My love of music was fostered from a young age. I do not come from a musical family; I was, and remain today the only musician in my immediate, and extended family circle. However, this did not stop me being inspired by the giants that helped shape music.
When people talk about the past, there is a detachment. We forget that we are talking about events that happened on this planet; albeit a long time ago, but on our planet nevertheless. While studying, a mentor once said to me “There are some pieces of music that you feel as though you can reach your hand out and touch, and some you cannot”. The music we cannot reach out and touch, so to speak, is where this detachment lies, past or present.
A few years ago, I had the great pleasure of visiting the Handel Museum in Mayfair; Jimmy Hendrix lived next door. There is something amusing about picturing Jimmy Hendrix living next door to George Frideric Handel, as though it was pulled from a BBC primetime sitcom.
Obviously, Handel was an early eighteenth-century composer, and Hendrix was a twentieth-century popular musician, so they did not live next door to one another at the same time, but this image conjures up all sorts of tomfoolery and shenanigans.
Just being in the rooms where they stood, looking out of the windows they looked out of, and seeing the view they might have seen, brought them to life; for me at least. Speaking with my performer’s hat on, we spend a lot of time and effort trying to understand the mind of the composer whose music we are performing. Why did they write it like this? What do they mean us to play? Is this what they wanted it to sound like?
Both Handel and Hendrix are no longer alive, so these questions are labours one might have when playing their music. Not forgetting that the world we live in has moved on certainly since the time of Handel, and somewhat since the time of Hendrix in the late seventies.
Today everything we do is, to a point, sanitised and detached; behind a speaker, or a screen. We see musicians and the sounds they make, but for the most part, we forget that these are events, that are unfolding or have unfolded, before our eyes, on this planet. In some instances, they are so finely polished that the suspension of disbelief would not for a moment permit the thought that they are part of our world.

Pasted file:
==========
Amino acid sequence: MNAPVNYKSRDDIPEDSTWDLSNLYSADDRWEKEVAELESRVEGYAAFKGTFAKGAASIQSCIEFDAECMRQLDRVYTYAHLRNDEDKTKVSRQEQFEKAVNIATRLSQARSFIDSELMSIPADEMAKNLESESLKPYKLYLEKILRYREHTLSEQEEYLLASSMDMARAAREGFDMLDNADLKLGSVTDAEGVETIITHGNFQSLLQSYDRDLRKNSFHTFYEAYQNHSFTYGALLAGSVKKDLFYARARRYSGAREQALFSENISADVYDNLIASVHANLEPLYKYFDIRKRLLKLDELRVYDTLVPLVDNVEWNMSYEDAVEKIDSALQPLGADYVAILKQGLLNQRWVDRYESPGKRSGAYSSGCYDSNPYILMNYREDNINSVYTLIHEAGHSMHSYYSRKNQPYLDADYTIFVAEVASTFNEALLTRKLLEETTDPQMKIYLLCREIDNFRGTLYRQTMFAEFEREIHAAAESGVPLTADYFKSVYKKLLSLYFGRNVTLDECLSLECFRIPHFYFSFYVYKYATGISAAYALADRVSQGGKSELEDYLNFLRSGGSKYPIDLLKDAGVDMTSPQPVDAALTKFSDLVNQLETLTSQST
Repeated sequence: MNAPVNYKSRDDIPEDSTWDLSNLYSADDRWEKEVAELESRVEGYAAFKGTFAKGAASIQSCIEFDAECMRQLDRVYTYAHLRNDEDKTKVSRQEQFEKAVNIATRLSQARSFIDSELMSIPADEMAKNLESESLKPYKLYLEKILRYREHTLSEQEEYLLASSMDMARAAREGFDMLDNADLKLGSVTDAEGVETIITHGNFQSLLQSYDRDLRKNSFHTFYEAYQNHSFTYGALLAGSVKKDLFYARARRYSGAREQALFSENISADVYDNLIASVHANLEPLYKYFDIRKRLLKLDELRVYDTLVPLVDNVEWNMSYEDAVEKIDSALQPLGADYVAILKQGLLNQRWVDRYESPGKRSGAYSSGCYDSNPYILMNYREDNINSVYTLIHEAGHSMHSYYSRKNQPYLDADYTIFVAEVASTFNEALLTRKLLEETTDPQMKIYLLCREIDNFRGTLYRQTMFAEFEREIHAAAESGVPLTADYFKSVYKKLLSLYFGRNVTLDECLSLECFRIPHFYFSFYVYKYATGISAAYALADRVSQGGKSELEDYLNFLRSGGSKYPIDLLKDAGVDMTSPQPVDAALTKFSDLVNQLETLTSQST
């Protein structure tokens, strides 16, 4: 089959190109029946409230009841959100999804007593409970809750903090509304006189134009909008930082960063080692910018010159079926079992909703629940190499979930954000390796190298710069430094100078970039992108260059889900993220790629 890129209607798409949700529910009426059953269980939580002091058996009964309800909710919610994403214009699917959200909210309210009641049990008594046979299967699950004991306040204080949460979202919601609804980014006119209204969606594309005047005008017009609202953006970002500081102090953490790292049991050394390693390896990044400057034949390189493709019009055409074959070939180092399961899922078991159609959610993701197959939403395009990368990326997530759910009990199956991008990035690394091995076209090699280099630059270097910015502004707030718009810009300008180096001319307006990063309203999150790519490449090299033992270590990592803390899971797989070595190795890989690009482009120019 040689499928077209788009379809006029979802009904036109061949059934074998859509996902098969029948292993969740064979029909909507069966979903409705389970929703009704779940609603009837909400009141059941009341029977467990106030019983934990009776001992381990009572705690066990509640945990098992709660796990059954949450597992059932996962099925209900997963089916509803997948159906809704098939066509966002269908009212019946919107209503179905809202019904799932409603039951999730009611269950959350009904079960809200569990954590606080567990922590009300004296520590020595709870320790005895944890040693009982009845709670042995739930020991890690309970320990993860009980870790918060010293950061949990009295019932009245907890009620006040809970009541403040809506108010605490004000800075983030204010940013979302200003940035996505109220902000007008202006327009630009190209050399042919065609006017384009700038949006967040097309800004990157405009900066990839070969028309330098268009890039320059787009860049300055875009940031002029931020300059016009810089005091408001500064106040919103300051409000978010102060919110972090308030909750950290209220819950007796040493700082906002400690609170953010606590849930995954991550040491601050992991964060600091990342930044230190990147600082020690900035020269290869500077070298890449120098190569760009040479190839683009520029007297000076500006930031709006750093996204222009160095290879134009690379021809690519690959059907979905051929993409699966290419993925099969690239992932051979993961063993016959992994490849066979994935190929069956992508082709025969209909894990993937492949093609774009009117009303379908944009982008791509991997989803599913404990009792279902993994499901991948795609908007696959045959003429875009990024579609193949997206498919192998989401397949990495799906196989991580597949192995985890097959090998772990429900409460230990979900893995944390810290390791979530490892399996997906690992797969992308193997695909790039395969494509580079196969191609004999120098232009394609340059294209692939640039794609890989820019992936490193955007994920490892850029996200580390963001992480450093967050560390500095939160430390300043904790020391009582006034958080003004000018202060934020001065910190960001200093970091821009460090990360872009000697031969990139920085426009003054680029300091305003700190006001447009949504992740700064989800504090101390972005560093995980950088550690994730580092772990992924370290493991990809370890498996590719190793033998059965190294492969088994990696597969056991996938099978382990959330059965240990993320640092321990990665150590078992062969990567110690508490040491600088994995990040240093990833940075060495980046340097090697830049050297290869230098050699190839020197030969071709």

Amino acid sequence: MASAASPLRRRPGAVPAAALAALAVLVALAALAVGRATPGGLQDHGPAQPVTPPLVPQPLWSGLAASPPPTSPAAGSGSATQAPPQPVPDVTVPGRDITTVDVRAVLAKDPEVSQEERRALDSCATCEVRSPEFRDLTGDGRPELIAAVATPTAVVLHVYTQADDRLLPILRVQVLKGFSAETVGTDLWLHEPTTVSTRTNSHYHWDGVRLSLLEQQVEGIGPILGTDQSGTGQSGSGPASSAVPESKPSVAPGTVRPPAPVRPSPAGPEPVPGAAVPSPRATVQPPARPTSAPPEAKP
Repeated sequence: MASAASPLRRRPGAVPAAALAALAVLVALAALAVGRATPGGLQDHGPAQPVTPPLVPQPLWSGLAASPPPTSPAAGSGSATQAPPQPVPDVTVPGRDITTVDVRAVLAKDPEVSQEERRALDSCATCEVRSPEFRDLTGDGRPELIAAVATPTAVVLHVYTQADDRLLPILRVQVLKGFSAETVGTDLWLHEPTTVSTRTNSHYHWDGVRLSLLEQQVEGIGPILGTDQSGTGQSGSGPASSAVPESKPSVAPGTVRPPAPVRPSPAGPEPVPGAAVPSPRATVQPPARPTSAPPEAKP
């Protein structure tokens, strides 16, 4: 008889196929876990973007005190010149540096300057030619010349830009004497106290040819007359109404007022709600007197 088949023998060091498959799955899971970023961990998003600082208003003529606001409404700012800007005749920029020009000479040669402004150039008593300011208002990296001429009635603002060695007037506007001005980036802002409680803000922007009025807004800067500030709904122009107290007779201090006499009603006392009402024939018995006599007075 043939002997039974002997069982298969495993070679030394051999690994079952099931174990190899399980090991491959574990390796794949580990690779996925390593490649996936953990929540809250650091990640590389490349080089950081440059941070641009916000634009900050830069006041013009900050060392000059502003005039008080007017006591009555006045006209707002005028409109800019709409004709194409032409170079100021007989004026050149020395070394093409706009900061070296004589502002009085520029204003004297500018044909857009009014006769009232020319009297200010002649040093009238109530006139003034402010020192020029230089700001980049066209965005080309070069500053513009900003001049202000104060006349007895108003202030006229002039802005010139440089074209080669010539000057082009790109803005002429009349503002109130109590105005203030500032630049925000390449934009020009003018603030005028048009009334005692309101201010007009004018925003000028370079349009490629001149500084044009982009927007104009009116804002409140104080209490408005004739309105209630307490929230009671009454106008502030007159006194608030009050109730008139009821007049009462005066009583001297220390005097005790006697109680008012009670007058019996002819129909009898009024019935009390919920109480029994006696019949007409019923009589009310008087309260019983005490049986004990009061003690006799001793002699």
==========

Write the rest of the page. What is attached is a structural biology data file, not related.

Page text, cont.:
The first time I met a real composer was an enlightening experience. They were not a superstar who lived in the parallel star-studded universe of show-business. They were also not the larger-than-life- itself icon asking for worship and sycophantism. They were a human being, living, feeling and thinking like you or I; most importantly, living in the same space and planet.
Of most importance to this person was the music they had written and the connections and insight it would inspire in others. They said, their role was to write it, and mine was to sing it; which I tried my hardest to. I was so worried about ‘getting it right’ I almost forgot why we were singing it; as the composer reminded me, it was for our audience to enjoy and be moved by.
The piece was written for a choral competition, in which I sang tenor, and incidentally, we would later win. I am by no means a vocalist, but I could contribute, which the composer saw and was enough to convince him to let me join the cause. At the time, I felt like I was part of something larger, which I was. Forever my name will be on the programme, as performer – tenor – for the first performance of something new; never heard before that moment.
It would be almost ten years later while talking with a colleague, Alex Blustin, on this very issue of performing contemporary music, on which he would say:
“If you give the first performance of a new piece, it’s ‘yours’ forever in a way that ‘Für Elise’ will never be.”
This so beautifully and eloquently puts into words the very meaning of reaching out and touching music. By playing it, we make it our own, which is why after so many years of making music, we still play, practice, perform, record, then re-record music. Being the first to make that connection makes it special, for you, the composer, and the audience.